March 18, 2005
Written by C.N.
The Pacific News Service has a very interesting article that describes the epidemic of smoking among men in Viet Nam and its inevitable health consequences. At the same time, the article also explains that one of the most successful anti-smoking campaigns waged in the U.S. was to reduce smoking among Vietnamese Americans. Some excerpts:
Taking and offering cigarettes is how friends and associates greet each other. It’s like a handshake. If you don’t shake hands, don’t expect the natives to be friendly. According to the World Health Organization (WHO), more than 70 percent of Vietnamese men and 5 percent of women light up regularly. . . As it is, Vietnam is now paying dearly for its bad habit. Smoking kills more than 40,000 people each year, and the number is increasing, fast.
The WHO warns that possibly 10 percent of Vietnam’s 84 million population, or more than 8 million people, will die early of smoking. Statistics show that nicotine addiction is more prevalent in Asia than anywhere else. Asian males consume virtually half of the world’s cigarettes. Vietnamese men, of course, contribute to the trend, with highest smoking prevalence rate for men in the world. . .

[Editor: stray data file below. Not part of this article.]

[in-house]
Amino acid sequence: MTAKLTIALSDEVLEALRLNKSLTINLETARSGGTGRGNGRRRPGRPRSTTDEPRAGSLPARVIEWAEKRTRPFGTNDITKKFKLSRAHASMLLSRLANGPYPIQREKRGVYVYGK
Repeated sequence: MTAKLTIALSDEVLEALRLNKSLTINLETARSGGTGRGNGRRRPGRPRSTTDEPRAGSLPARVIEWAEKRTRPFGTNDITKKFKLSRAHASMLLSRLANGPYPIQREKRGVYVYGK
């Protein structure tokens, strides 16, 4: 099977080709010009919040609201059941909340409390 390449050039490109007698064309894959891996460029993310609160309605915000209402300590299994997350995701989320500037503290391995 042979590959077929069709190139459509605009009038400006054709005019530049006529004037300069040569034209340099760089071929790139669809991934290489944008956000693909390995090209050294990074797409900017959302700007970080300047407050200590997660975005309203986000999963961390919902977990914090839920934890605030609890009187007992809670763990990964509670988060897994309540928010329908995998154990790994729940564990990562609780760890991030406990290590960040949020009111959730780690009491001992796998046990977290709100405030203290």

Ironically, it’s in California where many Vietnamese immigrants quit smoking. One of the most effective anti-smoking campaign ever waged among Southeast Asian refugees here was done by Suc Khoe La Vang, the Vietnamese Community Health Promotion Project out of University of California in San Francisco. “Up to 50 percent of the participants quit in the first year,” one doctor in San Jose boasted about the program.
He showed films, charts and documents on how smoking affects one’s health and, more important, the health of one’s family. One man cried and said he didn’t know secondary smoke was killing his kids, or at least making them less smart, the doctor reported. “He found the strength to quit,” the doctor said.
The success of the anti-smoking campaign among Vietnamese Americans is a great example of how to combine cultural traditions and contemporary circumstances to strengthen communities. In this case, the health researchers were able to apply the traditional “masculine” concern of protecting the family with the goal of getting men to quit smoking. This was also a strategy that we tried at APICHA to educate Asian Americans about HIV/AIDS — to emphasize that in order to protect your family and the community against disease, you need to make wise choices and use protection.
Hopefully this kind of strategy that builds on community and cultural traditions to achieve modern-day goals will become more common and become incorporated into contemporary Asian American communities.
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Suggested reference: Le, C.N. . "Smoking Among Vietnamese & Vietnamese Americans" Asian-Nation: The Landscape of Asian America. <http://www.asian-nation.org/headlines/2005/03/smoking-among-vietnamese-vietnamese-americans/> ().
Short URL: http://www.asian-nation.org/headlines/?p=58